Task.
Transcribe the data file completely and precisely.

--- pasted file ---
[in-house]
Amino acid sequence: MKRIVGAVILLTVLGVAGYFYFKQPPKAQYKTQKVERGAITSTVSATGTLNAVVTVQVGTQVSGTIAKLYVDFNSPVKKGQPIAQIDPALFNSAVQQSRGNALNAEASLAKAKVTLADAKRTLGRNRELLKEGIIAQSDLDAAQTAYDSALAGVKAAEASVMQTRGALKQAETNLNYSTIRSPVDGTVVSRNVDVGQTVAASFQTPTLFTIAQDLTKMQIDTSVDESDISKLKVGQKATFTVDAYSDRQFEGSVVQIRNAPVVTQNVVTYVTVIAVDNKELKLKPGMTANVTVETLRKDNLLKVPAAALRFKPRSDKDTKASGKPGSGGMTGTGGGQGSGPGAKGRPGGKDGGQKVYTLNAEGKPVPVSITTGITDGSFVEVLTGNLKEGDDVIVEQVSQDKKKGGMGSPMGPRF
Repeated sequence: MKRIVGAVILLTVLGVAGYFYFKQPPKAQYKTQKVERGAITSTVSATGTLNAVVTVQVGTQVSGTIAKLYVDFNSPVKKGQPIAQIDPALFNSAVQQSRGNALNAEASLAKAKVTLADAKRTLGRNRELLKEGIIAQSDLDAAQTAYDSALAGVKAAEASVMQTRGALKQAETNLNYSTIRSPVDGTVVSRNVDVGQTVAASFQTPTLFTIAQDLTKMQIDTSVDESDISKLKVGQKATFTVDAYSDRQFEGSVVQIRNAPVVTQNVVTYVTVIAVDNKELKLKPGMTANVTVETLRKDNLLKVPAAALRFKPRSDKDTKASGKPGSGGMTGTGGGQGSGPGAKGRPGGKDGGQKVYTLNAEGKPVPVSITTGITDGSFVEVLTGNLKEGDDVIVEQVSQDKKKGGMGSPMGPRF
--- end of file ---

[in-house]
Amino acid sequence: MKRIVGAVILLTVLGVAGYFYFKQPPKAQYKTQKVERGAITSTVSATGTLNAVVTVQVGTQVSGTIAKLYVDFNSPVKKGQPIAQIDPALFNSAVQQSRGNALNAEASLAKAKVTLADAKRTLGRNRELLKEGIIAQSDLDAAQTAYDSALAGVKAAEASVMQTRGALKQAETNLNYSTIRSPVDGTVVSRNVDVGQTVAASFQTPTLFTIAQDLTKMQIDTSVDESDISKLKVGQKATFTVDAYSDRQFEGSVVQIRNAPVVTQNVVTYVTVIAVDNKELKLKPGMTANVTVETLRKDNLLKVPAAALRFKPRSDKDTKASGKPGSGGMTGTGGGQGSGPGAKGRPGGKDGGQKVYTLNAEGKPVPVSITTGITDGSFVEVLTGNLKEGDDVIVEQVSQDKKKGGMGSPMGPRF
Repeated sequence: MKRIVGAVILLTVLGVAGYFYFKQPPKAQYKTQKVERGAITSTVSATGTLNAVVTVQVGTQVSGTIAKLYVDFNSPVKKGQPIAQIDPALFNSAVQQSRGNALNAEASLAKAKVTLADAKRTLGRNRELLKEGIIAQSDLDAAQTAYDSALAGVKAAEASVMQTRGALKQAETNLNYSTIRSPVDGTVVSRNVDVGQTVAASFQTPTLFTIAQDLTKMQIDTSVDESDISKLKVGQKATFTVDAYSDRQFEGSVVQIRNAPVVTQNVVTYVTVIAVDNKELKLKPGMTANVTVETLRKDNLLKVPAAALRFKPRSDKDTKASGKPGSGGMTGTGGGQGSGPGAKGRPGGKDGGQKVYTLNAEGKPVPVSITTGITDGSFVEVLTGNLKEGDDVIVEQVSQDKKKGGMGSPMGPRF